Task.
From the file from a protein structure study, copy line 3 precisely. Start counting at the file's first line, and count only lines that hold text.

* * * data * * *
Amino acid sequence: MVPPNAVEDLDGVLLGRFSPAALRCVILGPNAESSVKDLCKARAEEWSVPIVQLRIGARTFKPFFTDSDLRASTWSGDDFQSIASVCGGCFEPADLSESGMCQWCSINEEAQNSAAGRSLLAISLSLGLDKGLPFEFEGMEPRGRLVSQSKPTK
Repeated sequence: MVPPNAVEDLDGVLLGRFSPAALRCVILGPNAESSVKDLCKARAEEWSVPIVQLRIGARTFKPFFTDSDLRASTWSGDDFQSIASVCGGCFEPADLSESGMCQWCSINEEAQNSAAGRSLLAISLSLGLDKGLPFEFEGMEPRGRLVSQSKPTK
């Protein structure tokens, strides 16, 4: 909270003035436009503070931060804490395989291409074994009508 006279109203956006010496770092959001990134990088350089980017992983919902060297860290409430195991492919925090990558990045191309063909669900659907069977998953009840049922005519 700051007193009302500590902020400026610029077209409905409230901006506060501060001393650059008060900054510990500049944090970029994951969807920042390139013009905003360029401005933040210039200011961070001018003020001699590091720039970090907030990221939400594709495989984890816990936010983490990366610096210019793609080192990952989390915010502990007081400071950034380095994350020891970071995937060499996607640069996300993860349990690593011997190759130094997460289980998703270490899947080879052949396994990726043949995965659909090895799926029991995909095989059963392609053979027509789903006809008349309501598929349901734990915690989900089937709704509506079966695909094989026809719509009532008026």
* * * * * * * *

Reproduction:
């Protein structure tokens, strides 16, 4: 909270003035436009503070931060804490395989291409074994009508 006279109203956006010496770092959001990134990088350089980017992983919902060297860290409430195991492919925090990558990045191309063909669900659907069977998953009840049922005519 700051007193009302500590902020400026610029077209409905409230901006506060501060001393650059008060900054510990500049944090970029994951969807920042390139013009905003360029401005933040210039200011961070001018003020001699590091720039970090907030990221939400594709495989984890816990936010983490990366610096210019793609080192990952989390915010502990007081400071950034380095994350020891970071995937060499996607640069996300993860349990690593011997190759130094997460289980998703270490899947080879052949396994990726043949995965659909090895799926029991995909095989059963392609053979027509789903006809008349309501598929349901734990915690989900089937709704509506079966695909094989026809719509009532008026």